Media Contacts: Joe Shapiro, 410-260-7305 (office); 443-871-2244 (cell)
Alan Brody, 410-260-6346 (office); 443-924-1473 (cell)


Comptroller Reminds Marylanders Only Days to Go Until April 18 Filing Deadline

ANNAPOLIS, Md. (April 14, 2017) – With the tax-filing deadline set for Tuesday, April 18, Comptroller Peter Franchot encourages taxpayers who have yet to submit their returns to file electronically for faster processing, quicker refunds and extended payment options. This year, taxpayers have three extra days to file; the deadline is April 18 due to the traditional April 15 deadline falling on a Saturday and the observance of Emancipation Day in Washington, D.C., on Monday, April 17.

“The best way to ensure that you receive a quick refund is to file electronically,” Comptroller Franchot said. “Filing electronically also allows taxpayers who owe money to delay electronic debit payments until April 30.”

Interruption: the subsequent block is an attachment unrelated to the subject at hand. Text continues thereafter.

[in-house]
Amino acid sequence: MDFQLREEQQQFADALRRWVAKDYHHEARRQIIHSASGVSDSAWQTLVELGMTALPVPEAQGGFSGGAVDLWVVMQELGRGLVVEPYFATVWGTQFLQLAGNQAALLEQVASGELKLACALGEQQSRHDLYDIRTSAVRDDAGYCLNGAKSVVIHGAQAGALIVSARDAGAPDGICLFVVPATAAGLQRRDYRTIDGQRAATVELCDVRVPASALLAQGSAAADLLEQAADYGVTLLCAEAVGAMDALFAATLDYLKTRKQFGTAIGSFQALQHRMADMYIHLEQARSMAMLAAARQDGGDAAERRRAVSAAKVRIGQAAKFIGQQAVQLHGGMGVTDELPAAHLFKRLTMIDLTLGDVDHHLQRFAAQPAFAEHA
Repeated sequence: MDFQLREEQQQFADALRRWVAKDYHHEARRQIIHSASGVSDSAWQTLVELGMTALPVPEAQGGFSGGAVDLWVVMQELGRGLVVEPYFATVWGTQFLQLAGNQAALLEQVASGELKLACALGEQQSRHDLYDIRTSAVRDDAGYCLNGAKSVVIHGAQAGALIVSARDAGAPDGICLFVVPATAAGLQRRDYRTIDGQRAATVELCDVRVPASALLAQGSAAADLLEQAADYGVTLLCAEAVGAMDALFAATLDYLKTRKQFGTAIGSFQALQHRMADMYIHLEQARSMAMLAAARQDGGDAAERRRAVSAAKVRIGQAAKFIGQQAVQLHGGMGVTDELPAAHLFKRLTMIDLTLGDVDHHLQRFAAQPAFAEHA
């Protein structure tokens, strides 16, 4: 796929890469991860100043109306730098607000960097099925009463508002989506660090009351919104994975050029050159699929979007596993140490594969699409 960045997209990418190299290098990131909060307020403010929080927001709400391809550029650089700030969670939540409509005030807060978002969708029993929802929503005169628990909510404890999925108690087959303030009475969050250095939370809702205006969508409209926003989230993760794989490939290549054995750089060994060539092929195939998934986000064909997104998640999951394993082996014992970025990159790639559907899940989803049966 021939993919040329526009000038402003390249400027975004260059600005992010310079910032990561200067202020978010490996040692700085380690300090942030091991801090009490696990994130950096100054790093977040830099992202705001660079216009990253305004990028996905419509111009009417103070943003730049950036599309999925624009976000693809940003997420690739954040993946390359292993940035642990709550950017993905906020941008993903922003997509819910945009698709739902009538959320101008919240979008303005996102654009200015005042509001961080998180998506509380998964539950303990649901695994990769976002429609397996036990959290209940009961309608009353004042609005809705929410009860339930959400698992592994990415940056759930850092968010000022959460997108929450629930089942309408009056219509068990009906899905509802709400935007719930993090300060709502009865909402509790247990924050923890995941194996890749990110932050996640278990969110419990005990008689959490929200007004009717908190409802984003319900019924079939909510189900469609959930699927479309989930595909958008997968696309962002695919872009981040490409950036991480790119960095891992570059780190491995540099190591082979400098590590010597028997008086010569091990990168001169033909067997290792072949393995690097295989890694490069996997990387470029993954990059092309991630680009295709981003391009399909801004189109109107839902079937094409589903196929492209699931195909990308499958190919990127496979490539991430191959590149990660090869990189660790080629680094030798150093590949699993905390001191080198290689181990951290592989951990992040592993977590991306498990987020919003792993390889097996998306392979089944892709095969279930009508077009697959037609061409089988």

To date, more than 1.9 million taxpayers have filed their personal tax returns electronically with more than 190,000 filing via paper. Last year, 3.2 million returns were processed.

The Comptroller urges Marylanders to file electronically to ensure they receive their refund within days as opposed to weeks. So far this tax season, refund payments of more than $1.5 billion have been issued to more than 1.5 million taxpayers.

Comptroller Franchot also asks taxpayers to review their returns carefully before filing, as simple mistakes can significantly slow down the processing of a tax return and issuance of a refund. To ensure an accurate return, taxpayers should remember to:

• Check Social Security numbers.
• Verify bank account (checking/saving) and routing numbers for direct deposit refunds and direct debit payments.
• Double-check calculations, and